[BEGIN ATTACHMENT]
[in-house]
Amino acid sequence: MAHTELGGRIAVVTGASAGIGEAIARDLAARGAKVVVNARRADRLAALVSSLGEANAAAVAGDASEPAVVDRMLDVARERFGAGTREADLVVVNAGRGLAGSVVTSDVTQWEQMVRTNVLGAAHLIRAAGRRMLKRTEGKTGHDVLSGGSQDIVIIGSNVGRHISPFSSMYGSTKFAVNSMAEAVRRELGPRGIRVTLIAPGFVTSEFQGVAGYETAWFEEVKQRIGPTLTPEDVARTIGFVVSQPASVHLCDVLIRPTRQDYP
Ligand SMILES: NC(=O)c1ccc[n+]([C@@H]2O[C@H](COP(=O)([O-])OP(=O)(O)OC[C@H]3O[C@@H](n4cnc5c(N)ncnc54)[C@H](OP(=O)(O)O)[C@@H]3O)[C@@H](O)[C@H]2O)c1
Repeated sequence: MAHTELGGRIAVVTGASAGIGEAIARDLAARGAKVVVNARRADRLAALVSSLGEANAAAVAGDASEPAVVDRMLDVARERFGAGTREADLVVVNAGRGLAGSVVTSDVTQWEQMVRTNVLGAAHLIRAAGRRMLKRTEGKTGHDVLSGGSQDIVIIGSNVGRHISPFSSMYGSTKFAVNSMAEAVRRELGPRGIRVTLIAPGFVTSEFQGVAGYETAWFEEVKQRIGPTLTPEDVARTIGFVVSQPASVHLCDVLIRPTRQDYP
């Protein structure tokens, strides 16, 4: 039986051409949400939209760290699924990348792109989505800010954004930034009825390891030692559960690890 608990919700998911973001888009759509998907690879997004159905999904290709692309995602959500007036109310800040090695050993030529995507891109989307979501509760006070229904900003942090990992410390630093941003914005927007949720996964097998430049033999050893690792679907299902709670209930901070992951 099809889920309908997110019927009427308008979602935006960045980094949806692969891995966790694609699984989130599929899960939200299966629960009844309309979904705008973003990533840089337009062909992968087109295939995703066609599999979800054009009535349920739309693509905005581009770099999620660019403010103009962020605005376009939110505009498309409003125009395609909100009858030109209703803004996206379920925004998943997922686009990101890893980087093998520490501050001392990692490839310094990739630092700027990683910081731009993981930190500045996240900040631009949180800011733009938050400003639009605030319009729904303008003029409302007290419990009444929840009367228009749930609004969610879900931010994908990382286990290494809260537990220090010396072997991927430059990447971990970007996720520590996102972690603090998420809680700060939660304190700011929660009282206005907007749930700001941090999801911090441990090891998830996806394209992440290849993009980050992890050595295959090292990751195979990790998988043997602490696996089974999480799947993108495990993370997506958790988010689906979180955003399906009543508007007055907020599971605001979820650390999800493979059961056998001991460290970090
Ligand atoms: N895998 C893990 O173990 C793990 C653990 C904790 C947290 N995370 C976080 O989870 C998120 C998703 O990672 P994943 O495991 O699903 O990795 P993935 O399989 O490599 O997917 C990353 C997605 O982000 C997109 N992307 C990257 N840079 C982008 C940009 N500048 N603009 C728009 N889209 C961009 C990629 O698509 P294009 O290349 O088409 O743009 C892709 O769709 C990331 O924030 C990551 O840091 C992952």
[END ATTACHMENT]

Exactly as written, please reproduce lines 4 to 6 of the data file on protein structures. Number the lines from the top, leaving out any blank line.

Repeated sequence: MAHTELGGRIAVVTGASAGIGEAIARDLAARGAKVVVNARRADRLAALVSSLGEANAAAVAGDASEPAVVDRMLDVARERFGAGTREADLVVVNAGRGLAGSVVTSDVTQWEQMVRTNVLGAAHLIRAAGRRMLKRTEGKTGHDVLSGGSQDIVIIGSNVGRHISPFSSMYGSTKFAVNSMAEAVRRELGPRGIRVTLIAPGFVTSEFQGVAGYETAWFEEVKQRIGPTLTPEDVARTIGFVVSQPASVHLCDVLIRPTRQDYP
């Protein structure tokens, strides 16, 4: 039986051409949400939209760290699924990348792109989505800010954004930034009825390891030692559960690890 608990919700998911973001888009759509998907690879997004159905999904290709692309995602959500007036109310800040090695050993030529995507891109989307979501509760006070229904900003942090990992410390630093941003914005927007949720996964097998430049033999050893690792679907299902709670209930901070992951 099809889920309908997110019927009427308008979602935006960045980094949806692969891995966790694609699984989130599929899960939200299966629960009844309309979904705008973003990533840089337009062909992968087109295939995703066609599999979800054009009535349920739309693509905005581009770099999620660019403010103009962020605005376009939110505009498309409003125009395609909100009858030109209703803004996206379920925004998943997922686009990101890893980087093998520490501050001392990692490839310094990739630092700027990683910081731009993981930190500045996240900040631009949180800011733009938050400003639009605030319009729904303008003029409302007290419990009444929840009367228009749930609004969610879900931010994908990382286990290494809260537990220090010396072997991927430059990447971990970007996720520590996102972690603090998420809680700060939660304190700011929660009282206005907007749930700001941090999801911090441990090891998830996806394209992440290849993009980050992890050595295959090292990751195979990790998988043997602490696996089974999480799947993108495990993370997506958790988010689906979180955003399906009543508007007055907020599971605001979820650390999800493979059961056998001991460290970090
Ligand atoms: N895998 C893990 O173990 C793990 C653990 C904790 C947290 N995370 C976080 O989870 C998120 C998703 O990672 P994943 O495991 O699903 O990795 P993935 O399989 O490599 O997917 C990353 C997605 O982000 C997109 N992307 C990257 N840079 C982008 C940009 N500048 N603009 C728009 N889209 C961009 C990629 O698509 P294009 O290349 O088409 O743009 C892709 O769709 C990331 O924030 C990551 O840091 C992952």